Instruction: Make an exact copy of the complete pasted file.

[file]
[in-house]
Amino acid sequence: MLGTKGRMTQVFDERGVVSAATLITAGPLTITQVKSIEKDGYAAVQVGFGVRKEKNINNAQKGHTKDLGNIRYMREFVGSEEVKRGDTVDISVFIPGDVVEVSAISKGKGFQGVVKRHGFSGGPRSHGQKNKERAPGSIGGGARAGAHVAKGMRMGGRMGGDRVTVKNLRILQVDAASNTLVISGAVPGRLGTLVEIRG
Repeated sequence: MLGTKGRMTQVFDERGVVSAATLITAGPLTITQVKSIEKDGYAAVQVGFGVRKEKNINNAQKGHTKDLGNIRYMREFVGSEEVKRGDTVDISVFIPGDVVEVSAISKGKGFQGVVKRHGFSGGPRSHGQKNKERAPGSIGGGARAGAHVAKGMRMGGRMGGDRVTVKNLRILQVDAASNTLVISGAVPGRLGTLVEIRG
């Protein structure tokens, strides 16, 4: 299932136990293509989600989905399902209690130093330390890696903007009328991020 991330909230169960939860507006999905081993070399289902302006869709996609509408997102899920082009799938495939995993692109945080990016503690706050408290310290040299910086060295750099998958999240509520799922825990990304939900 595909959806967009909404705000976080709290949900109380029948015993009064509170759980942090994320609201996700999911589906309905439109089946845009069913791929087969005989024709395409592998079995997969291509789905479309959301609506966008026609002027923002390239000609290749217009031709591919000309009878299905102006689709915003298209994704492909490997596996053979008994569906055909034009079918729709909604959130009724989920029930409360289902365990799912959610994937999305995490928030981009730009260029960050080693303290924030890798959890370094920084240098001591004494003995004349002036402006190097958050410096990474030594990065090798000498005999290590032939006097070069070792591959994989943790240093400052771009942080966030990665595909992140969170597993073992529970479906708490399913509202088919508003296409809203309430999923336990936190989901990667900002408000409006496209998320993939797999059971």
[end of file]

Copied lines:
[in-house]
Amino acid sequence: MLGTKGRMTQVFDERGVVSAATLITAGPLTITQVKSIEKDGYAAVQVGFGVRKEKNINNAQKGHTKDLGNIRYMREFVGSEEVKRGDTVDISVFIPGDVVEVSAISKGKGFQGVVKRHGFSGGPRSHGQKNKERAPGSIGGGARAGAHVAKGMRMGGRMGGDRVTVKNLRILQVDAASNTLVISGAVPGRLGTLVEIRG
Repeated sequence: MLGTKGRMTQVFDERGVVSAATLITAGPLTITQVKSIEKDGYAAVQVGFGVRKEKNINNAQKGHTKDLGNIRYMREFVGSEEVKRGDTVDISVFIPGDVVEVSAISKGKGFQGVVKRHGFSGGPRSHGQKNKERAPGSIGGGARAGAHVAKGMRMGGRMGGDRVTVKNLRILQVDAASNTLVISGAVPGRLGTLVEIRG
């Protein structure tokens, strides 16, 4: 299932136990293509989600989905399902209690130093330390890696903007009328991020 991330909230169960939860507006999905081993070399289902302006869709996609509408997102899920082009799938495939995993692109945080990016503690706050408290310290040299910086060295750099998958999240509520799922825990990304939900 595909959806967009909404705000976080709290949900109380029948015993009064509170759980942090994320609201996700999911589906309905439109089946845009069913791929087969005989024709395409592998079995997969291509789905479309959301609506966008026609002027923002390239000609290749217009031709591919000309009878299905102006689709915003298209994704492909490997596996053979008994569906055909034009079918729709909604959130009724989920029930409360289902365990799912959610994937999305995490928030981009730009260029960050080693303290924030890798959890370094920084240098001591004494003995004349002036402006190097958050410096990474030594990065090798000498005999290590032939006097070069070792591959994989943790240093400052771009942080966030990665595909992140969170597993073992529970479906708490399913509202088919508003296409809203309430999923336990936190989901990667900002408000409006496209998320993939797999059971």